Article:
A spokesperson for Tilda said: “The notion of multi-sensory eating has previously been considered the territory of Michelin starred chefs, but at Tilda we believe in not only enabling the home cook but the health-conscious cook looking for convenience”.

Nutritionist Rob Hobson said: “Taste is the sum of all the senses, which includes flavour, smell, sight, texture and sound.

“It’s time to ditch your misconceptions around healthy eating and do your diet a favour by exploring the multi-sensory world of healthy eating.

“Understanding how to combine multi-sensory foods to create simple tasty dishes that stimulate all of the senses will help to change your perception of what it means to eat well and improve your enjoyment of healthy food”.

Top 10 foods most likely to end a diet:

1. Chocolate / sweets

2. Crisps

3. Fish and chips

4. Pizza

5. Bacon butty

6. Cheese

7. Cake

8. Cookies / biscuits

9. Curry

10. Burger

SWNS

Register for free to continue reading

Registration is a free and easy way to support our truly independent journalism

By registering, you will also enjoy limited access to Premium articles, exclusive newsletters, commenting, and virtual events with our leading journalists

Please enter a valid email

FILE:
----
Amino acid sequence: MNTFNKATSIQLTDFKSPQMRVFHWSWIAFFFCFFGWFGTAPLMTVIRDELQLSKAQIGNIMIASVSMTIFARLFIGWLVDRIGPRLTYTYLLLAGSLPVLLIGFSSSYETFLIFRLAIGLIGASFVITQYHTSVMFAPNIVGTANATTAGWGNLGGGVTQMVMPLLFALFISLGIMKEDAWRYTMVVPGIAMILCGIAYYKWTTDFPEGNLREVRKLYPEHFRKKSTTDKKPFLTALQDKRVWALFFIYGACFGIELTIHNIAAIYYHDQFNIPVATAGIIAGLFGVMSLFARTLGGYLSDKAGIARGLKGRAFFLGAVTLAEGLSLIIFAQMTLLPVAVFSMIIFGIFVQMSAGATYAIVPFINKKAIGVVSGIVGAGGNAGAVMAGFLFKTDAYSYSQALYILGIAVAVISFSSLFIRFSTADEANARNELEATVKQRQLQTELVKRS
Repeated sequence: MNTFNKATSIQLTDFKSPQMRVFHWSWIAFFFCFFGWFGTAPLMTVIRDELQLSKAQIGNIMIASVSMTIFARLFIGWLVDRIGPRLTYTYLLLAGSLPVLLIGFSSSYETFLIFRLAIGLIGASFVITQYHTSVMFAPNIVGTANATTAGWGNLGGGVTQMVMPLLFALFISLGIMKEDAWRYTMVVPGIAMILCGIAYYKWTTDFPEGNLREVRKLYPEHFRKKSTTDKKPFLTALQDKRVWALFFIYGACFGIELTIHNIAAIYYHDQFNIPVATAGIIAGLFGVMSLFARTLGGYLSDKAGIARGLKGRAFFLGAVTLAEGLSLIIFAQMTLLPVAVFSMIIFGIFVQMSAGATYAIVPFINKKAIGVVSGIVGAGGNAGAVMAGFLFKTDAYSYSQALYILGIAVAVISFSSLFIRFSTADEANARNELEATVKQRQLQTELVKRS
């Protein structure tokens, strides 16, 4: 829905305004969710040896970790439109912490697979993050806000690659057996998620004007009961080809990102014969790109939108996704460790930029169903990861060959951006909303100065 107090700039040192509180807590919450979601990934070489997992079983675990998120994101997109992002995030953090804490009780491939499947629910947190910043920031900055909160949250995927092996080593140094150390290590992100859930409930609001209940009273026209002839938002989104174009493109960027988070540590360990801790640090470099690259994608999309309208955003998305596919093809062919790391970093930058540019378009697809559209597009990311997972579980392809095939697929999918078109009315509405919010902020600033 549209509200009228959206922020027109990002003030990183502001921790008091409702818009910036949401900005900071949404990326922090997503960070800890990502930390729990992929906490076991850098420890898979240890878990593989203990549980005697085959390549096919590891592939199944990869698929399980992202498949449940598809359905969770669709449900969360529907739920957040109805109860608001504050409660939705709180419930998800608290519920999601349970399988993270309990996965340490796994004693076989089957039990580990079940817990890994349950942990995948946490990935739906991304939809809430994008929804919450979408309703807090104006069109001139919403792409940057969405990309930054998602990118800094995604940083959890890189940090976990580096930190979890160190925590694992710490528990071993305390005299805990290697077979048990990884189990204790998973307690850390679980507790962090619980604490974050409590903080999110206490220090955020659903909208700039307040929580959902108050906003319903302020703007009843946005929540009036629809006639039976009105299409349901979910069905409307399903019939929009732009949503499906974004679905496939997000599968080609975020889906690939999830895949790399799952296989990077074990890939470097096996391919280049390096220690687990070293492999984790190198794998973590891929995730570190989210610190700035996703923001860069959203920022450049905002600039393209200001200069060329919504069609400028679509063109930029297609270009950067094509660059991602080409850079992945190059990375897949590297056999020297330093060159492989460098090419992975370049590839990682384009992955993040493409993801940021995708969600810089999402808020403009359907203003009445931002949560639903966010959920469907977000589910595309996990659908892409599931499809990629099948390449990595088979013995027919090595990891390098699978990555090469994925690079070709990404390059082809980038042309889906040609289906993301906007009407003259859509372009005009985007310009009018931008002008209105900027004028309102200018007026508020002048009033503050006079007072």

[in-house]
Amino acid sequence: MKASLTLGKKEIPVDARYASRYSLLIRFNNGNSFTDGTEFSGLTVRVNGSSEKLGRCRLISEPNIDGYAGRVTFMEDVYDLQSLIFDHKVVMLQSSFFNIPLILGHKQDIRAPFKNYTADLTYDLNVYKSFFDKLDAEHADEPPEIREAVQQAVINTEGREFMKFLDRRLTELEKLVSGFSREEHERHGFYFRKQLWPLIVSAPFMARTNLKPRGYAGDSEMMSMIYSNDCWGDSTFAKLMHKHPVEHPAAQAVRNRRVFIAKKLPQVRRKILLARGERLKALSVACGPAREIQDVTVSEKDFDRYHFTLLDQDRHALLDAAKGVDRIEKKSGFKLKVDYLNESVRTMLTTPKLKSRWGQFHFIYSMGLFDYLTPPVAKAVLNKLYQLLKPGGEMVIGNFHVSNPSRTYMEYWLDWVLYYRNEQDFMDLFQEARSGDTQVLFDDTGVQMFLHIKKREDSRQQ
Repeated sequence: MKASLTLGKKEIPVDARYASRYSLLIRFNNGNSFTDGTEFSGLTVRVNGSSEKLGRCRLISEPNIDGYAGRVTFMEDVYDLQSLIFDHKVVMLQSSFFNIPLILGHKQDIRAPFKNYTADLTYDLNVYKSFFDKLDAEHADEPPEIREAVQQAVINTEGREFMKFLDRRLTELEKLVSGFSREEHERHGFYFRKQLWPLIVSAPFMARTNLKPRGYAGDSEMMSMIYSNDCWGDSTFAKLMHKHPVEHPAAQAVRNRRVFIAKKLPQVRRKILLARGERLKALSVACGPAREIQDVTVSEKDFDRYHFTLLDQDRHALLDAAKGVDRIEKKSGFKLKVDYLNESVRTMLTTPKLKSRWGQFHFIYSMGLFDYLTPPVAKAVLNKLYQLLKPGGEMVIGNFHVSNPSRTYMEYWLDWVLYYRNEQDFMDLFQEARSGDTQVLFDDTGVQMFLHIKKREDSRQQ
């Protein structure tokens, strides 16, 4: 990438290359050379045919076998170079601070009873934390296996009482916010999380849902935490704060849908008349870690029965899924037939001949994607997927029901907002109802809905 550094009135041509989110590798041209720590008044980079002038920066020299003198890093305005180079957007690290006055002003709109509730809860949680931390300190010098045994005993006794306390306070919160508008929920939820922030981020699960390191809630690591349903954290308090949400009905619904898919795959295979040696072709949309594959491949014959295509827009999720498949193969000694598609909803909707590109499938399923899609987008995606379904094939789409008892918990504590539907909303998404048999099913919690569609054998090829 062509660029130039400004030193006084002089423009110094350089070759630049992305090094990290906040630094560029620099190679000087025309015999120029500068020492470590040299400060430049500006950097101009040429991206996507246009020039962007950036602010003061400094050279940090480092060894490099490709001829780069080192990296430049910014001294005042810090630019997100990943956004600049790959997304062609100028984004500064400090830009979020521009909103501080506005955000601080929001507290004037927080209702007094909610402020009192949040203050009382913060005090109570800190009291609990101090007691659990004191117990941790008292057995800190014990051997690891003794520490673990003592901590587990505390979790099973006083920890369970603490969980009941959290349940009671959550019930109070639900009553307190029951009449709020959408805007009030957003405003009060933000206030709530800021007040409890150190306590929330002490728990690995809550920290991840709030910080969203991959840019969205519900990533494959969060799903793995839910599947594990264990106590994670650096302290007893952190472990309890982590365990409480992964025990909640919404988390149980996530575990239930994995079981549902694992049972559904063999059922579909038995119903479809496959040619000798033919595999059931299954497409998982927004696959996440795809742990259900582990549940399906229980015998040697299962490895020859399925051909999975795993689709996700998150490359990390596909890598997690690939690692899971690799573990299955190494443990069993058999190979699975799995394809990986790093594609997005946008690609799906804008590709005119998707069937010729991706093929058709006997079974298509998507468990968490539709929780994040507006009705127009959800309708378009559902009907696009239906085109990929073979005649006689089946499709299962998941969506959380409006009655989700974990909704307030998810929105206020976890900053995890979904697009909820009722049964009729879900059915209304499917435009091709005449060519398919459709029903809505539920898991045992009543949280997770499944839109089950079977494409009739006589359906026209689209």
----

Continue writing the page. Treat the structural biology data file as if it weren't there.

Please enter a valid email
Must be at least 6 characters, include an upper and lower case character and a number
Must be at least 6 characters, include an upper and lower case character and a number
Must be at least 6 characters, include an upper and lower case character and a number
Please enter your first name
Special characters aren’t allowed
Please enter a name between 1 and 40 characters
Please enter your last name
Special characters aren’t allowed
Please enter a name between 1 and 40 characters
You must be over 18 years old to register
You must be over 18 years old to register
Opt-out-policy
You can opt-out at any time by signing in to your account to manage your preferences. Each email has a link to unsubscribe.

By clicking ‘Create my account’ you confirm that your data has been entered correctly and you have read and agree to our Terms of use, Cookie policy and Privacy notice.

This site is protected by reCAPTCHA and the Google Privacy policy and Terms of service apply.

Already have an account? sign in

By clicking ‘Register’ you confirm that your data has been entered correctly and you have read and agree to our Terms of use, Cookie policy and Privacy notice.

This site is protected by reCAPTCHA and the Google Privacy policy and Terms of service apply.

Register for free to continue reading

Registration is a free and easy way to support our truly independent journalism

By registering, you will also enjoy limited access to Premium articles, exclusive newsletters, commenting, and virtual events with our leading journalists

Already have an account? sign in

By clicking ‘Register’ you confirm that your data has been entered correctly and you have read and agree to our Terms of use, Cookie policy and Privacy notice.

This site is protected by reCAPTCHA and the Google Privacy policy and Terms of service apply.

Join our new commenting forum

Join thought-provoking conversations, follow other Independent readers and see their replies

Comments

Thank you for registering

Please refresh the page or navigate to another page on the site to be automatically logged inPlease refresh your browser to be logged in